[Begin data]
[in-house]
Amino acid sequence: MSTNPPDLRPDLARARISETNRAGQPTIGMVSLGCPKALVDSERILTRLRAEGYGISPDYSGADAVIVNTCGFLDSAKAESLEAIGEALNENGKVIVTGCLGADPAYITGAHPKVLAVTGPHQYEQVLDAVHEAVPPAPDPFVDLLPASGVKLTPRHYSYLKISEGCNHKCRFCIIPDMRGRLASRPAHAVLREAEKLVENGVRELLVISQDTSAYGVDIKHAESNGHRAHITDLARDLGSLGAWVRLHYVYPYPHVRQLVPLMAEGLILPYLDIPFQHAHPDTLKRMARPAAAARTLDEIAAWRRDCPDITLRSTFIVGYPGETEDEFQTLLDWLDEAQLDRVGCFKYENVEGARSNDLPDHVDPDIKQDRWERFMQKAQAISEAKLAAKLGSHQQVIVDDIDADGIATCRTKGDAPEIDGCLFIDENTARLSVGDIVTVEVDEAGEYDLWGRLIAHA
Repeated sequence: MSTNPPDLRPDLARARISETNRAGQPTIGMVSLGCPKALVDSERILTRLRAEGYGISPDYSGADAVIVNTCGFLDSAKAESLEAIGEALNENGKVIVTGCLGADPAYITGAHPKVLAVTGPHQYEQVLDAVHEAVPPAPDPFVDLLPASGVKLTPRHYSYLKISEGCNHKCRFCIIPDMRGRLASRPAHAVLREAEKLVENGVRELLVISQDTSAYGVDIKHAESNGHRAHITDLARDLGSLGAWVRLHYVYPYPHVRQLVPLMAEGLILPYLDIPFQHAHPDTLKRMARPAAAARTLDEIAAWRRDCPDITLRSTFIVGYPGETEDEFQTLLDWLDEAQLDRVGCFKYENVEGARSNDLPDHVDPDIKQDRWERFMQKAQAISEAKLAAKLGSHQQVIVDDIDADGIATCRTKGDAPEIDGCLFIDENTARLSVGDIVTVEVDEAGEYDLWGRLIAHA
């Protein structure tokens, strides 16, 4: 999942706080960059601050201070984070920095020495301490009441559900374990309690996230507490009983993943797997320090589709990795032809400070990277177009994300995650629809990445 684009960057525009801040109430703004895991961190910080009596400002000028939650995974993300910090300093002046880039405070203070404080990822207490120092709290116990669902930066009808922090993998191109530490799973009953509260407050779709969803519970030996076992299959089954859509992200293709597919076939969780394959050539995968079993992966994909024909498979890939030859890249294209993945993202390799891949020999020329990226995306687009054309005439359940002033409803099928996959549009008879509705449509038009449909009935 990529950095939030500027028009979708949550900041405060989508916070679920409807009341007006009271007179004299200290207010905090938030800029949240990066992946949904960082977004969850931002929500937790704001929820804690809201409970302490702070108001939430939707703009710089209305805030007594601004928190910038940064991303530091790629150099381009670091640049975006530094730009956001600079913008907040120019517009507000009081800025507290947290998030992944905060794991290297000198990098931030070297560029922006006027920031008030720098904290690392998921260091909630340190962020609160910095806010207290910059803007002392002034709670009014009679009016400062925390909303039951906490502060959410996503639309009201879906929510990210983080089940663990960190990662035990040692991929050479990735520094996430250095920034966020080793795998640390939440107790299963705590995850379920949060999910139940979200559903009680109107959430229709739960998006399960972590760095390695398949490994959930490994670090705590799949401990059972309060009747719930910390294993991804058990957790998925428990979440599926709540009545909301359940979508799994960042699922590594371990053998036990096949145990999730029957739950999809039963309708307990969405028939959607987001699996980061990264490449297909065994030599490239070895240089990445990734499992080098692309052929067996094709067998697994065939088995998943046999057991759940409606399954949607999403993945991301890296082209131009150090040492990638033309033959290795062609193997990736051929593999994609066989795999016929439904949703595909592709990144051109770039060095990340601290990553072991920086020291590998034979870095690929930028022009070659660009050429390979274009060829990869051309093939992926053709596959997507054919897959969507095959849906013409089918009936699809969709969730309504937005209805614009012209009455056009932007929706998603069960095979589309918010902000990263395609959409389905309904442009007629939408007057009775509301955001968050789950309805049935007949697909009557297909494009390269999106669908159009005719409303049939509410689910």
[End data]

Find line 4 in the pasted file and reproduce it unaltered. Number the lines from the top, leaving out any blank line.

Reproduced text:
């Protein structure tokens, strides 16, 4: 999942706080960059601050201070984070920095020495301490009441559900374990309690996230507490009983993943797997320090589709990795032809400070990277177009994300995650629809990445 684009960057525009801040109430703004895991961190910080009596400002000028939650995974993300910090300093002046880039405070203070404080990822207490120092709290116990669902930066009808922090993998191109530490799973009953509260407050779709969803519970030996076992299959089954859509992200293709597919076939969780394959050539995968079993992966994909024909498979890939030859890249294209993945993202390799891949020999020329990226995306687009054309005439359940002033409803099928996959549009008879509705449509038009449909009935 990529950095939030500027028009979708949550900041405060989508916070679920409807009341007006009271007179004299200290207010905090938030800029949240990066992946949904960082977004969850931002929500937790704001929820804690809201409970302490702070108001939430939707703009710089209305805030007594601004928190910038940064991303530091790629150099381009670091640049975006530094730009956001600079913008907040120019517009507000009081800025507290947290998030992944905060794991290297000198990098931030070297560029922006006027920031008030720098904290690392998921260091909630340190962020609160910095806010207290910059803007002392002034709670009014009679009016400062925390909303039951906490502060959410996503639309009201879906929510990210983080089940663990960190990662035990040692991929050479990735520094996430250095920034966020080793795998640390939440107790299963705590995850379920949060999910139940979200559903009680109107959430229709739960998006399960972590760095390695398949490994959930490994670090705590799949401990059972309060009747719930910390294993991804058990957790998925428990979440599926709540009545909301359940979508799994960042699922590594371990053998036990096949145990999730029957739950999809039963309708307990969405028939959607987001699996980061990264490449297909065994030599490239070895240089990445990734499992080098692309052929067996094709067998697994065939088995998943046999057991759940409606399954949607999403993945991301890296082209131009150090040492990638033309033959290795062609193997990736051929593999994609066989795999016929439904949703595909592709990144051109770039060095990340601290990553072991920086020291590998034979870095690929930028022009070659660009050429390979274009060829990869051309093939992926053709596959997507054919897959969507095959849906013409089918009936699809969709969730309504937005209805614009012209009455056009932007929706998603069960095979589309918010902000990263395609959409389905309904442009007629939408007057009775509301955001968050789950309805049935007949697909009557297909494009390269999106669908159009005719409303049939509410689910």